I mentioned before the biography of Alexander Hamilton by Andrew Chernow. It’s very readable, as you’d want while straining the Federalist Paper soup. If you read the few chapters on Hamilton circa the post-Revolution and pre-Constitution, you might have even more insights.
Carolyn Attaway says:
@ Maggie . . . Thank you so much for your kind words. I, too, enjoy everyone’s contributions to this site. I have learned so much already!
Chuck Plano, Tx says:
I totally agree with getting back to doing what is right for America but remember we must think in terms of the Enumerated Powers of the Federal Government and not what has become today a total Federal System that has usurped the power of the States and the People.
After completion of the Federalist (and possibly Joseph Story’s Commentaries on the Constitution), I would recommend reading a biography of Alexander Hamilton. He had one of the most fascinating careers in American Politics. Unfortunately, he has been cast as the “villian” of the Founding Fathers, but our political, economic, and governmental system is more in line with his vision than that of Thomas Jefferson and James Madison.
Hamilton wrote the Federalist Papers with little editing, making the finished product all the more impressive. (When he grew tired of writing, his wife recorded his dictation). He was also instrumental in creating the initial cabinet departments (he was the first Secretary of the Treasury), and in establishing the Presidency as a powerful policy-making branch of government, rather than simply an adminsitrator for Congress. Evidently, Jefferson and Madison envisioned a British-style Parliamentary system, where the leader of Congress would also be the leader (i.e., Prime Minster) of the US Government.
Alexander Hamilton is probably the most misunderstood of our Founding Fathers.
Ron Meier says:
Two phrases struck me in Prof. Allen’s post. First, “prosperity is a precondition for peace rather than a consequence of peace.” Second, “IT is the act of agreeing upon a single Solomon that predisposes men to be more peaceful with one another, more like brothers than enemies.”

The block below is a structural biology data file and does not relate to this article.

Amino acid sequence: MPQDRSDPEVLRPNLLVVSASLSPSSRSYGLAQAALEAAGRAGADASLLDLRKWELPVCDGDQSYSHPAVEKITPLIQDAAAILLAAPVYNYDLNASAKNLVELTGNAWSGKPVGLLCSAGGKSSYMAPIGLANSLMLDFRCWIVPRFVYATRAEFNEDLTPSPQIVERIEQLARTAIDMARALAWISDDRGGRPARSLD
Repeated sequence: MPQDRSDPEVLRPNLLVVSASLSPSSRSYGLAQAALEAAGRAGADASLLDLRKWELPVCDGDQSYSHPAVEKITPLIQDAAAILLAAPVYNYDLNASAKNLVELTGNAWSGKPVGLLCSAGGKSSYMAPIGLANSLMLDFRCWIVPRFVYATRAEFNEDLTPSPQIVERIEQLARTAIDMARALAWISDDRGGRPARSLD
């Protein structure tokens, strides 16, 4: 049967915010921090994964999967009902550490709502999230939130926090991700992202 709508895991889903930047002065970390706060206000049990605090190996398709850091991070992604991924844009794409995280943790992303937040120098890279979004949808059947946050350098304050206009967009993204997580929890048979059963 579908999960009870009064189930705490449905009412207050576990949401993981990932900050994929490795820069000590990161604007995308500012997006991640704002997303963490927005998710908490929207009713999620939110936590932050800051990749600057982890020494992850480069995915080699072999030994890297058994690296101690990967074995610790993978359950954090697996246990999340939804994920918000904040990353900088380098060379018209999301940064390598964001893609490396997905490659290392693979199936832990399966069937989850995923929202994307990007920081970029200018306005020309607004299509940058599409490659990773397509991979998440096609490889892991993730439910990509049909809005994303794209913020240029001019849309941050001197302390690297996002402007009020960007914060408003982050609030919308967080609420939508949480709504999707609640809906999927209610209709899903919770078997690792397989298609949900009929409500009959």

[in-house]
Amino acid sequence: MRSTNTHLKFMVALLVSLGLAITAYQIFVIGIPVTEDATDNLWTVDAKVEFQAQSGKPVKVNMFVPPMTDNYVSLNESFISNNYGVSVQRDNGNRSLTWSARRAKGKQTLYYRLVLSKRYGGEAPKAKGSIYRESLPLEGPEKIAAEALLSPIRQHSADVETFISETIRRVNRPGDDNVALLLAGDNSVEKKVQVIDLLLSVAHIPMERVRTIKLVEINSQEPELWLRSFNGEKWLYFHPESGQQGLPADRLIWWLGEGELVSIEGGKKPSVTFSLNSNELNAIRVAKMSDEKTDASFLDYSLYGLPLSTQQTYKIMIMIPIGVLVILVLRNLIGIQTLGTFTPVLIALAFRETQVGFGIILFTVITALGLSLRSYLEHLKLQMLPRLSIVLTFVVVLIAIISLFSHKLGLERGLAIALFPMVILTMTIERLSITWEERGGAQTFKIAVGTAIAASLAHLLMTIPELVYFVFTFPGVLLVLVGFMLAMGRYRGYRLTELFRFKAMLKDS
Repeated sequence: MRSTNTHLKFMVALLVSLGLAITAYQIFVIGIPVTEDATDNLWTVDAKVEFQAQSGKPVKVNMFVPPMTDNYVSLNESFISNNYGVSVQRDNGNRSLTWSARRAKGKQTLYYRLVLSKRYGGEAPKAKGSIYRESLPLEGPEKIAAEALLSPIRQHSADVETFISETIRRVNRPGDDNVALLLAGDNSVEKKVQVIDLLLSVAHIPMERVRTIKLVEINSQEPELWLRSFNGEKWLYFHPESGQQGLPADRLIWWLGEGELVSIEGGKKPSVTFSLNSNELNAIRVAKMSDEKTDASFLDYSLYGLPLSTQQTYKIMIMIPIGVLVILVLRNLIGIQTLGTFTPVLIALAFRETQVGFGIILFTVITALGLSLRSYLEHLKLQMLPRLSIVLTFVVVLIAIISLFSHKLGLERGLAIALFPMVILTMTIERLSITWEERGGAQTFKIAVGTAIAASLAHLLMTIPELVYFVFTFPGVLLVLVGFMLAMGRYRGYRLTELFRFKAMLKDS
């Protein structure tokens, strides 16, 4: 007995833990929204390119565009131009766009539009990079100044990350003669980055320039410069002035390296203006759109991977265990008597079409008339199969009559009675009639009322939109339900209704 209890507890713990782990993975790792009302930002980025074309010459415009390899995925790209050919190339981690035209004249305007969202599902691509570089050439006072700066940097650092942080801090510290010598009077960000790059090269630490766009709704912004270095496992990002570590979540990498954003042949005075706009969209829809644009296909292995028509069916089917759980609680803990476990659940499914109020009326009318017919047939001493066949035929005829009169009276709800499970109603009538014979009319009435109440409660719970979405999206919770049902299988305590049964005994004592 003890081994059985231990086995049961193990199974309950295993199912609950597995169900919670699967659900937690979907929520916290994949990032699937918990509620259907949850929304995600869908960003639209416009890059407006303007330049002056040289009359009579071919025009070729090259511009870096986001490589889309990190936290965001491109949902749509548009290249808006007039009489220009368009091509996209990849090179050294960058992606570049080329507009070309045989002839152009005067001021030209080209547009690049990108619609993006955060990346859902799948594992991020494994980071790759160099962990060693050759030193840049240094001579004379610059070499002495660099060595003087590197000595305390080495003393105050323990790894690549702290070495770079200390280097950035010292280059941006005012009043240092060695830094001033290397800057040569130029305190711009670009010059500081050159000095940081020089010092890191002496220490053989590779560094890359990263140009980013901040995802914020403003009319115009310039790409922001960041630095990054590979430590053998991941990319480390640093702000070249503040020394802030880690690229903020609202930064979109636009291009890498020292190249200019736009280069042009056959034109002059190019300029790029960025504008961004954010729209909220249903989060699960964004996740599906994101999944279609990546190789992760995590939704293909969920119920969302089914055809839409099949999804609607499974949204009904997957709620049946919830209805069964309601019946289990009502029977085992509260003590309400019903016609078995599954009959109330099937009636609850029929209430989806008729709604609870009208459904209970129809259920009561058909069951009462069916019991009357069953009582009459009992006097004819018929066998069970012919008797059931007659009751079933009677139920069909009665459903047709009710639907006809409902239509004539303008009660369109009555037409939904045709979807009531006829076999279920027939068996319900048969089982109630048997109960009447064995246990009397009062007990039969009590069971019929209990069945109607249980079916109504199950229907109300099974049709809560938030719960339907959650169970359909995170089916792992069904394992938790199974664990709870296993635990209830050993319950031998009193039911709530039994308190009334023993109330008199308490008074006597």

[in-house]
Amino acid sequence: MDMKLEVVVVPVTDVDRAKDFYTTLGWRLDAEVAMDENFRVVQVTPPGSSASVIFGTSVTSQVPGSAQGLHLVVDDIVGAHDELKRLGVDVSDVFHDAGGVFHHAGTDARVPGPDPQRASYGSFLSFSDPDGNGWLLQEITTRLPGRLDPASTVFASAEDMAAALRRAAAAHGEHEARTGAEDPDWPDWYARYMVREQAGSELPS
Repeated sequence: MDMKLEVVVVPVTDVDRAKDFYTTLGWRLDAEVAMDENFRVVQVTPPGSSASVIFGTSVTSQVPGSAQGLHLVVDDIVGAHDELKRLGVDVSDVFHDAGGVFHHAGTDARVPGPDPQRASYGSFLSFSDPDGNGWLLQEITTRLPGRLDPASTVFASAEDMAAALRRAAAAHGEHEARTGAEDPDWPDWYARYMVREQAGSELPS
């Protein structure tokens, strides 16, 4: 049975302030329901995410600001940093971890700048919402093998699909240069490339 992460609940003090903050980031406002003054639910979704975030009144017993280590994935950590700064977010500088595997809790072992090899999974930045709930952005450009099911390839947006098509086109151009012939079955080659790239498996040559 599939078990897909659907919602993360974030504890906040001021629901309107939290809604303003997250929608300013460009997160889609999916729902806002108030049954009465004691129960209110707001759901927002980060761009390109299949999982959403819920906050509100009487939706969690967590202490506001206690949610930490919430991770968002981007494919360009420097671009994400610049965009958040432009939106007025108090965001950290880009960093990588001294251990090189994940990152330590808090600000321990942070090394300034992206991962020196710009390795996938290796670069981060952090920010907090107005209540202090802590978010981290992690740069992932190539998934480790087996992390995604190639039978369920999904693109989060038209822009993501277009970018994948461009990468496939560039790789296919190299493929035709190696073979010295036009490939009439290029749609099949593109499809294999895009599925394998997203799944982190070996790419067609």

As I mentioned a couple days ago, with respect to the first phrase, conflict is normal & peace is abnormal. Where properity doesn’t exist in the world, nations are run by dictators and seem to be in a state of constant civil war. Increasing prosperity does seem to have helped us avoid civil war for the past 150 years. Now, though, it seems that some of our countrymen are setting up prosperity as a straw man to be attacked and vilified and drawn and quartered in the name of peace through equal outcomes. Instead we should praise God for the prosperity that has enabled us to be the most generous nation on the face of the earth and the nation that other nations call upon to bring them peace.
As to the second phrase, I wonder, what is the SINGLE SOLOMON upon which we might all, left and right, agree upon today that might nullify the internal conflict that is beginning to tear us apart? Troops in combat have that single Solomon, which is that they shed their blood and endure personal hardships for their comrades; that makes them a Band of Brothers. We don’t seem to have that single thing that makes all Americans feel like a Band of Brothers; we don’t endure much hardship together and we certainly don’t have each other’s backs to watch out for. Remember Curly from City Slickers who said the secret to life is ONE THING; Mitch asked what the one thing was and Curly’s response was “that’s what you’ve got to figure out.” We’ve got to figure out what our one thing is. While we might all agree on the qualities that Janine mentioned as those American hold near and dear, they appear important, but not sufficient, today to be our single Solomon. It seems that we, collectively, need to agree upon that before we can overcome our current internal conflicts. Anyone have any ideas on that Single Solomon? Or, as Curly might say, that one thing?
Andy Sparks says: